Christmas time for me evokes many warm childhood memories. Decorating our family tree, shopping with mom in the big department stores all decked out with lights and displays, and of course, Santa Claus. I remember how excited we would get as Christmas day approach; the anticipation was palpable.
Many if not most of our Christmas traditions are deeply rooted in European culture. From the Christmas stories we read, Christmas TV shows and movies, Christmas music and Hallmark cards, all seem to depict those Dickensian or Currier & Ives themed scenes of a simpler time. What’s more traditional than the Christmas Market? These Christmas Markets date back to the Middle Ages celebrating the Advent season leading up to Christmas day.
What is it about European Christmas Markets that keeps drawing us back? When you walk the cobblestone streets of a European Christmas Market, usually located at the main Cathedral square or at centuries old town hall plazas, the past seems to come alive. Vendor chalets selling hand crafted ornaments, decorations or toys, plenty of local street food and the famous hot mulled wine (German Gluhwein or French Vin Chaud). For me this is magical, reinforcing the Christmas Spirit.
This years Christmas Market visit was to Brussels. Flying on the day after Thanksgiving, arriving for the opening weekend of Brussels’ Plaisirs D’hiver or Winter Wonders celebrations. The festivities are spread throughout the city and my hotel was in front of the main Christmas Market at Place Sainte-Catherineis.
The crowds were huge for the opening weekend with all ages; families with kids, young and older adults, lots of locals and tourists. Obviously a very popular place at Christmas time.
The Sights & Sounds of Brussels’ Christmas Markets
The main Christmas Market at Place Sainte-Catherineis with over 200 vendor chalets was located right across the street from my hotel, the Brussels Welcome Hotel. The hotel was quaint and quirky, with each room decorated in a different country decor. My room, the Cuba Room had a model of a ’57 Chevy convertible on the door (instead of a number), and the interior had cigar themed pictures and decorations plus a large wall mural of an old Havana building facade. The owners, Michel & Sophie and their staff were very friendly and helpful. They had their own chalet at the Christmas Market that featured oysters and champagne, that’s classy!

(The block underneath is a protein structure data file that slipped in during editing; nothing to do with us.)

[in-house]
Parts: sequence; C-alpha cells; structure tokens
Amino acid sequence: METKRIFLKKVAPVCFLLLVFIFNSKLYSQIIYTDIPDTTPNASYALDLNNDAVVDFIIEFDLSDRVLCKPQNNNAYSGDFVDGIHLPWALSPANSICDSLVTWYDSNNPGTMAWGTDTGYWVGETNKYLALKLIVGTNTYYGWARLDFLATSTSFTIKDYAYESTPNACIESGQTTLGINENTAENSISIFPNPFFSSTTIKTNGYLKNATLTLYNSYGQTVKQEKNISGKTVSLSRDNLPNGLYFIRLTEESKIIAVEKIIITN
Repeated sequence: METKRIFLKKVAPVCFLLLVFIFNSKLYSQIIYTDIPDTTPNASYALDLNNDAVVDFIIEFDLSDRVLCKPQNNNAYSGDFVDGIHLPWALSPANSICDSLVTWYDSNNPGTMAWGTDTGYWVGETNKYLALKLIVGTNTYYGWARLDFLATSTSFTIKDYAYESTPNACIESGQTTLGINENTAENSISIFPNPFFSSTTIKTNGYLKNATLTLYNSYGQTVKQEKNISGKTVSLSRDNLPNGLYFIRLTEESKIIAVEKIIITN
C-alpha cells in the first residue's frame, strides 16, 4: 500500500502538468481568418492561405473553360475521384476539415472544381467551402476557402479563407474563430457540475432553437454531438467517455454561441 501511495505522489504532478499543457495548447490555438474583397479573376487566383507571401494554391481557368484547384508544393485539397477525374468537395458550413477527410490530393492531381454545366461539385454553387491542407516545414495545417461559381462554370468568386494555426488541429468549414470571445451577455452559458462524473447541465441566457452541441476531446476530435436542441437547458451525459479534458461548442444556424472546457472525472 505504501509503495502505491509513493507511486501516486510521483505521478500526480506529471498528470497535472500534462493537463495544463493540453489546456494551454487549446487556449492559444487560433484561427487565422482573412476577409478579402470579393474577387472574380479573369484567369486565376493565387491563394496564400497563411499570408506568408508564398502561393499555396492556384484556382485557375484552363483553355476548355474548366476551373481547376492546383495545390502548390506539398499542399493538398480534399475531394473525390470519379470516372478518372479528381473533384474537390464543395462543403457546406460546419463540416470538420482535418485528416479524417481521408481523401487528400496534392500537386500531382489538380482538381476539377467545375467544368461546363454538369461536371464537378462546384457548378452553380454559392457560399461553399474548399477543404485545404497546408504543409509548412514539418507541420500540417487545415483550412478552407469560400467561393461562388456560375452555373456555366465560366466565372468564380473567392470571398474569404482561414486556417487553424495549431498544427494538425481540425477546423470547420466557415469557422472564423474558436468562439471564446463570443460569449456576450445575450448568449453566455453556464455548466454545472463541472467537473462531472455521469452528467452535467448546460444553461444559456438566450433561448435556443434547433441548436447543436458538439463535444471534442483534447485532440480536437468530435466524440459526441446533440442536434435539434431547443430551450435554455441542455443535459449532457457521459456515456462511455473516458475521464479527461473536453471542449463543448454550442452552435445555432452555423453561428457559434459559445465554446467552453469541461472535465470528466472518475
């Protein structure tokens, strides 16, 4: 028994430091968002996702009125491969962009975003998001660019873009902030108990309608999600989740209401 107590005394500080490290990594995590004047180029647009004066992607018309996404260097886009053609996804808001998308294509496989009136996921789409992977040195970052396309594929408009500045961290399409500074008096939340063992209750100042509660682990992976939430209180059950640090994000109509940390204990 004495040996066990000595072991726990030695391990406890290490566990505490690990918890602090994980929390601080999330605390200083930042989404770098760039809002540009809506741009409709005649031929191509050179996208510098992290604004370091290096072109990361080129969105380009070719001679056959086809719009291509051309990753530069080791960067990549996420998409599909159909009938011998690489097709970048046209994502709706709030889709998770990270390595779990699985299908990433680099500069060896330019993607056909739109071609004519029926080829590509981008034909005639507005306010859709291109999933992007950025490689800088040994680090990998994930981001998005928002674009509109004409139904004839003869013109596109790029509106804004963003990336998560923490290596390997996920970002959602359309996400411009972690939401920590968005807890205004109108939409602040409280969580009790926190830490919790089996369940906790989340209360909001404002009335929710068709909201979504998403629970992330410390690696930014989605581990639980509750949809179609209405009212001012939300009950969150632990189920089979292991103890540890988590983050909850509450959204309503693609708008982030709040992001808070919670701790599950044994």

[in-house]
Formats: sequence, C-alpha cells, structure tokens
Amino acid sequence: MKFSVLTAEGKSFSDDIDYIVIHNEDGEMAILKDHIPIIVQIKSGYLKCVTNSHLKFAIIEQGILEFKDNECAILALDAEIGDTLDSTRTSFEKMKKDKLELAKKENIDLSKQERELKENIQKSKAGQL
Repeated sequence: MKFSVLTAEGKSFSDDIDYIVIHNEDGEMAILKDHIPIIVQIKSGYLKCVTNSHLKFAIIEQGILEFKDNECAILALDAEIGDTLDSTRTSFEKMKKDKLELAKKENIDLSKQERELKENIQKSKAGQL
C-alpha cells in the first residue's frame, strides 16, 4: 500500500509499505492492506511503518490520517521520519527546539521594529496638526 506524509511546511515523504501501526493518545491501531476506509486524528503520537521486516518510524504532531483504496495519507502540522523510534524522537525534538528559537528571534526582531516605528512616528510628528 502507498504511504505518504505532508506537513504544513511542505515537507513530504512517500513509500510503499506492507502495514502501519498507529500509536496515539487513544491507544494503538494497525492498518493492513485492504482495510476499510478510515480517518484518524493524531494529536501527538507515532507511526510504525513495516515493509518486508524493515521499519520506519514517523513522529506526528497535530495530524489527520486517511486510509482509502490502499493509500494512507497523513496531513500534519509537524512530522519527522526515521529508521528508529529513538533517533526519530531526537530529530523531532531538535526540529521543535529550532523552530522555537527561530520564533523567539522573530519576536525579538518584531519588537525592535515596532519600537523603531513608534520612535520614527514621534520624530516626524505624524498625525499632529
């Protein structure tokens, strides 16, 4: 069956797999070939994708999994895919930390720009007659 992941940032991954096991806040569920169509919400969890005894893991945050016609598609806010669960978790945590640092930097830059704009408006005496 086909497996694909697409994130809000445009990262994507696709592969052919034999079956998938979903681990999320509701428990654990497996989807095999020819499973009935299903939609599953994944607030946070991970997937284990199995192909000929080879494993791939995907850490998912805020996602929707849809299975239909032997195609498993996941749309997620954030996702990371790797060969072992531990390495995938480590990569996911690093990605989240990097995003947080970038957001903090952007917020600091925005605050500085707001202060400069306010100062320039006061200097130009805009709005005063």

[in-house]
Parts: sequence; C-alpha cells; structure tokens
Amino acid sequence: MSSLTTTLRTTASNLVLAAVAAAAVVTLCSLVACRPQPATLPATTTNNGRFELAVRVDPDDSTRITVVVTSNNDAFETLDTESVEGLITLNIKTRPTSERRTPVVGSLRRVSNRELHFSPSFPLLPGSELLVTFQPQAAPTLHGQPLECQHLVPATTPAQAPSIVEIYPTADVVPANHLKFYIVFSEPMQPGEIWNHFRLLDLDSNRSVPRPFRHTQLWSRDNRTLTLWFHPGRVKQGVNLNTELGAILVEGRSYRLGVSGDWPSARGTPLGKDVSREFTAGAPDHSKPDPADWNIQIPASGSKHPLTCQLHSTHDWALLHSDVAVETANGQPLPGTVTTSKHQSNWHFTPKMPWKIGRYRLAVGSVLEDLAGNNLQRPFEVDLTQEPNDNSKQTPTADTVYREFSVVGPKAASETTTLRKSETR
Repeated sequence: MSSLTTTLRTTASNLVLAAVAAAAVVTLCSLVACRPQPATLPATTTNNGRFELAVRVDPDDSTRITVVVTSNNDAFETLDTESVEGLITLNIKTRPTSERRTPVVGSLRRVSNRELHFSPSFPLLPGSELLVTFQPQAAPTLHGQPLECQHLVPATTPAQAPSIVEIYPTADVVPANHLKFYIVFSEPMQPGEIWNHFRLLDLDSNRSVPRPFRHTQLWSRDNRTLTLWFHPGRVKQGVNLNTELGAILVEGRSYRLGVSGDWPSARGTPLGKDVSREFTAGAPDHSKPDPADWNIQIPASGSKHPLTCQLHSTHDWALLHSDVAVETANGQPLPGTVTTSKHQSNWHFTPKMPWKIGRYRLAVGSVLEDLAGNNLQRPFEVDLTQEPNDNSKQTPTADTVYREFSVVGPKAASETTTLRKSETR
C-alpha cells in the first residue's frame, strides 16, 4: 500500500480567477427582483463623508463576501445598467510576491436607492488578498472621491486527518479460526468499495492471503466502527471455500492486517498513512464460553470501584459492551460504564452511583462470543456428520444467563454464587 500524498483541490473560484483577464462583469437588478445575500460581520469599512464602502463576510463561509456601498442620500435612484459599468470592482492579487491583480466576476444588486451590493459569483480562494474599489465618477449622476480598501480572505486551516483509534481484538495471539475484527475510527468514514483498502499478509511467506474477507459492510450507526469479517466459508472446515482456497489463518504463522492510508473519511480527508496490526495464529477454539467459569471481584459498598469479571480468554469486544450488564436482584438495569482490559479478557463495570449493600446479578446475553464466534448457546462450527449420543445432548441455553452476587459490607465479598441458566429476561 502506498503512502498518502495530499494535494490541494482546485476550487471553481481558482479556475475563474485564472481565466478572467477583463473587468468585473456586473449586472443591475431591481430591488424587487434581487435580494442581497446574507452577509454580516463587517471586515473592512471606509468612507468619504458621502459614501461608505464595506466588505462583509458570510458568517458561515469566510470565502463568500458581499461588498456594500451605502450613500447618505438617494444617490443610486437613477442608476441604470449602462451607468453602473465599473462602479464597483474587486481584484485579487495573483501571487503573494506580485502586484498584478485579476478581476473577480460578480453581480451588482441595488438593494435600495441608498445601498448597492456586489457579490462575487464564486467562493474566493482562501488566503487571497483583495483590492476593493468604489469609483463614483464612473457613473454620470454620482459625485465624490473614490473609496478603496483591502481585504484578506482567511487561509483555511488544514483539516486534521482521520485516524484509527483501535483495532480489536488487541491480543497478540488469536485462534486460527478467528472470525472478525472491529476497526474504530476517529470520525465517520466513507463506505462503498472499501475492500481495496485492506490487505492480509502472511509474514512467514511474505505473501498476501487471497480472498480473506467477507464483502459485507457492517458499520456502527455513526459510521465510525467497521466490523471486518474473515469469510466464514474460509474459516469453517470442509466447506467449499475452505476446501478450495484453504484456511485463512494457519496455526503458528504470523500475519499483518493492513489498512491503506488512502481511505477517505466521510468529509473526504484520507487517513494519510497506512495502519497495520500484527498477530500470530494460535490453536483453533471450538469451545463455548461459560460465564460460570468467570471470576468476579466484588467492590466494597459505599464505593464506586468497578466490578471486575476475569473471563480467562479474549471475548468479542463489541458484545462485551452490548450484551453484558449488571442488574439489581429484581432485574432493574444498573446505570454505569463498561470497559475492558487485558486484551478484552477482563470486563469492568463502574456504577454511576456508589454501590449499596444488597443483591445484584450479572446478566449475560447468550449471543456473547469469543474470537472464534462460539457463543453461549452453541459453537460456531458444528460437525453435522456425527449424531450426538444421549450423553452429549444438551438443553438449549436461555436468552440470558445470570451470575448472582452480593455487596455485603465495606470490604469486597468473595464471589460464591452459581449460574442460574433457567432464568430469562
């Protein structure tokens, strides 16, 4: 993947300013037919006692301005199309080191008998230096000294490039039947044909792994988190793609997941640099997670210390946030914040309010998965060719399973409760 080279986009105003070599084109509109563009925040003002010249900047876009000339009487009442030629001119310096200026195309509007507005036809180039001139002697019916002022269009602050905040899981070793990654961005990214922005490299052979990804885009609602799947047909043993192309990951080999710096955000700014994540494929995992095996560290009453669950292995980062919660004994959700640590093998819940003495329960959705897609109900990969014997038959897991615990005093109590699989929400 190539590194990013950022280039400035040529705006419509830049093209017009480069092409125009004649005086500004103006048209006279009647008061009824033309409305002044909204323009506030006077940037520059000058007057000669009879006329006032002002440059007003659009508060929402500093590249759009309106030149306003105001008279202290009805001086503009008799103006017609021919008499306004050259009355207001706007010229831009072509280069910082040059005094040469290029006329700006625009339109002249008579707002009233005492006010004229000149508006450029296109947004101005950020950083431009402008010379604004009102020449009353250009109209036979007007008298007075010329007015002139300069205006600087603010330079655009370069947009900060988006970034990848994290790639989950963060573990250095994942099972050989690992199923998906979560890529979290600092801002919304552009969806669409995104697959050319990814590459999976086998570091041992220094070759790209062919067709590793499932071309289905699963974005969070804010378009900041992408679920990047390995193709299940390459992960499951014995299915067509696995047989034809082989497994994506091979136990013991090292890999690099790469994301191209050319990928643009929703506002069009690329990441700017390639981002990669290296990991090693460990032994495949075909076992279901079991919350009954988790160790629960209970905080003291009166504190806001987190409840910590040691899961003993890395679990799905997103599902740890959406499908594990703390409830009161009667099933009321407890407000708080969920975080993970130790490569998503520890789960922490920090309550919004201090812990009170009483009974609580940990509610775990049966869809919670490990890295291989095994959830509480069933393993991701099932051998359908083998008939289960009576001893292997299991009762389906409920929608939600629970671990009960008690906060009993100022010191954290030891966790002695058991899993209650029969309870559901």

Speaking of the food, this Christmas Market had most of the typical fare; German bratwurst, pretzels, other comfort food, and of course, the Gluhwein. But there were some upscale selections as well, such as escargot, Russian caviar and vodka, along with the local favorites, fresh Mussels, Belgian chocolate and Belgian waffles. Fortunately there is a lot of walking at these Christmas Markets, so you can burn off those excess calories.
There were several other Christmas Markets within walking distance. Grand Place, the main city square, with its towering 17th Century city hall surrounded by the gold trimmed Guild Halls, featured a large Christmas Tree in the center of the square. Grand Place was the site of an amazing light and sound show, presented every evening (several showings each night), with colorful lights projected against the facades of the old buildings.
Grand Place Light & Sound Show video
After a week in Brussels it was time to go home. This was the last trip for our 2019 travel season. Another Christmas Market completed and awaiting the New Year for new and exciting travel adventures.
Great post 🙂
Thank you! Merry Christmas
No problem 🙂 merry christmas to you as well!